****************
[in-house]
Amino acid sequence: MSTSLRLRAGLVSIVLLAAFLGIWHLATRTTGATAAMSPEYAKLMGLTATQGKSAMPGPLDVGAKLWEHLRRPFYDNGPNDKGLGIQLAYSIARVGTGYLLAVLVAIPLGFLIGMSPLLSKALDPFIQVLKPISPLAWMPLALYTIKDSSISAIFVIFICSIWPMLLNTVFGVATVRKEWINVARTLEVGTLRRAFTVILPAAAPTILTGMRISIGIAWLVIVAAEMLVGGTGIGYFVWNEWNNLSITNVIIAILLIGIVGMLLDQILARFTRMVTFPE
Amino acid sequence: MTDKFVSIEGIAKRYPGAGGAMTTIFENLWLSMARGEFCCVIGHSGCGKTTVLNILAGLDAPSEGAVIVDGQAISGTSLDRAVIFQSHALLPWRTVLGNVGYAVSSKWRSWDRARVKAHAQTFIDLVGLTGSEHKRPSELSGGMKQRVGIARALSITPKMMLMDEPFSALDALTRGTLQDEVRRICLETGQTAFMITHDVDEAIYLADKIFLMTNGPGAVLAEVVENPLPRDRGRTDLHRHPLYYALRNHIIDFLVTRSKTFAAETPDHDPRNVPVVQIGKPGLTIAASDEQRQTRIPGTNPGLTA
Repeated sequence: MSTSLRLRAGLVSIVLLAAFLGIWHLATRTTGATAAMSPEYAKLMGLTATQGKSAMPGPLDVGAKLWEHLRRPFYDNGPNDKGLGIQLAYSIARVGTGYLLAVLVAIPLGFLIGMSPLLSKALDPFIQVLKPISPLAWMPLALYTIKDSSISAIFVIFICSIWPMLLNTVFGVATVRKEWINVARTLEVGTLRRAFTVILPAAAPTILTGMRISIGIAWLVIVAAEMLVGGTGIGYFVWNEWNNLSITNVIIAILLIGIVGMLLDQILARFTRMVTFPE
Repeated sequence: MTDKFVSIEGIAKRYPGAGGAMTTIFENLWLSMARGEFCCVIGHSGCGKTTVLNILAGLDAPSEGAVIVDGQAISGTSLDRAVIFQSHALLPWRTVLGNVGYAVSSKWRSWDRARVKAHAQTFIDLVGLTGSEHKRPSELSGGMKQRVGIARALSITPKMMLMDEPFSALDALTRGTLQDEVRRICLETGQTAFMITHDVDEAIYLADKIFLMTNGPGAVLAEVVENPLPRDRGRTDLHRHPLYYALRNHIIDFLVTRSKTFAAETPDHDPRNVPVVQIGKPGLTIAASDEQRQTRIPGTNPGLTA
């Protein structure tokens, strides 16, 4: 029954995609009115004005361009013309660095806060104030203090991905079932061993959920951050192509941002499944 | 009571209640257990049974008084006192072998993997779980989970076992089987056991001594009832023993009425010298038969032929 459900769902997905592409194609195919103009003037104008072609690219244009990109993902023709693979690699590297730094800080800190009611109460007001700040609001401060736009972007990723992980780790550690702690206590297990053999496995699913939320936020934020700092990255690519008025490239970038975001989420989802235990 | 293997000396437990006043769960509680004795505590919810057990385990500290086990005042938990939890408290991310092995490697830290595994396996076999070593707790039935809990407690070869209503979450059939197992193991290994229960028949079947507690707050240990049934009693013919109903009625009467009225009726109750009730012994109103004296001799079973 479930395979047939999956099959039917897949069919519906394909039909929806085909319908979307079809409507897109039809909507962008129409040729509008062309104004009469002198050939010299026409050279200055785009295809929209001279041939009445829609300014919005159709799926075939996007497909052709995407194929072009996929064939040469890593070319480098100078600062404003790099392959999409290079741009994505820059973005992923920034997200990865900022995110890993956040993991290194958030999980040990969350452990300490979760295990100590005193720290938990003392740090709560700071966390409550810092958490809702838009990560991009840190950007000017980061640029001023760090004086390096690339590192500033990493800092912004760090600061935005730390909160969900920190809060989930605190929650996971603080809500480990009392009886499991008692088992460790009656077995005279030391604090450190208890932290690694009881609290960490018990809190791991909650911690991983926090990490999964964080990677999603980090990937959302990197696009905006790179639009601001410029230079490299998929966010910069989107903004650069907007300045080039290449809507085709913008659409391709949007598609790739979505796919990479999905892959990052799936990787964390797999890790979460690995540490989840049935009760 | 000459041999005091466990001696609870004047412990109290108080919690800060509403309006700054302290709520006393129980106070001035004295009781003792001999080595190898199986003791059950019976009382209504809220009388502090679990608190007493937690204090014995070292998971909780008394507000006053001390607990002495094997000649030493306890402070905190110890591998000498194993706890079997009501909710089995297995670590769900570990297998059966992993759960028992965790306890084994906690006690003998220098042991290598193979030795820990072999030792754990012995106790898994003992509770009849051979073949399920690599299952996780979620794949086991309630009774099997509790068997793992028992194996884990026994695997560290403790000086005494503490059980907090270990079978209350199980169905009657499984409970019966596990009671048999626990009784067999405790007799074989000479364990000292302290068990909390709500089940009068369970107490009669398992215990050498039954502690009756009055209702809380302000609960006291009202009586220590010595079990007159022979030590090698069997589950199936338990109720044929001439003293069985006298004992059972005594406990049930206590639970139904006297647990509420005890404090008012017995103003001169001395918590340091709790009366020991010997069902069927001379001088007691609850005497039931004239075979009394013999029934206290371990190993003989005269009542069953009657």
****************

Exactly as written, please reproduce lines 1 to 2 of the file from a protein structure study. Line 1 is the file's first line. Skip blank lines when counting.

[in-house]
Amino acid sequence: MSTSLRLRAGLVSIVLLAAFLGIWHLATRTTGATAAMSPEYAKLMGLTATQGKSAMPGPLDVGAKLWEHLRRPFYDNGPNDKGLGIQLAYSIARVGTGYLLAVLVAIPLGFLIGMSPLLSKALDPFIQVLKPISPLAWMPLALYTIKDSSISAIFVIFICSIWPMLLNTVFGVATVRKEWINVARTLEVGTLRRAFTVILPAAAPTILTGMRISIGIAWLVIVAAEMLVGGTGIGYFVWNEWNNLSITNVIIAILLIGIVGMLLDQILARFTRMVTFPE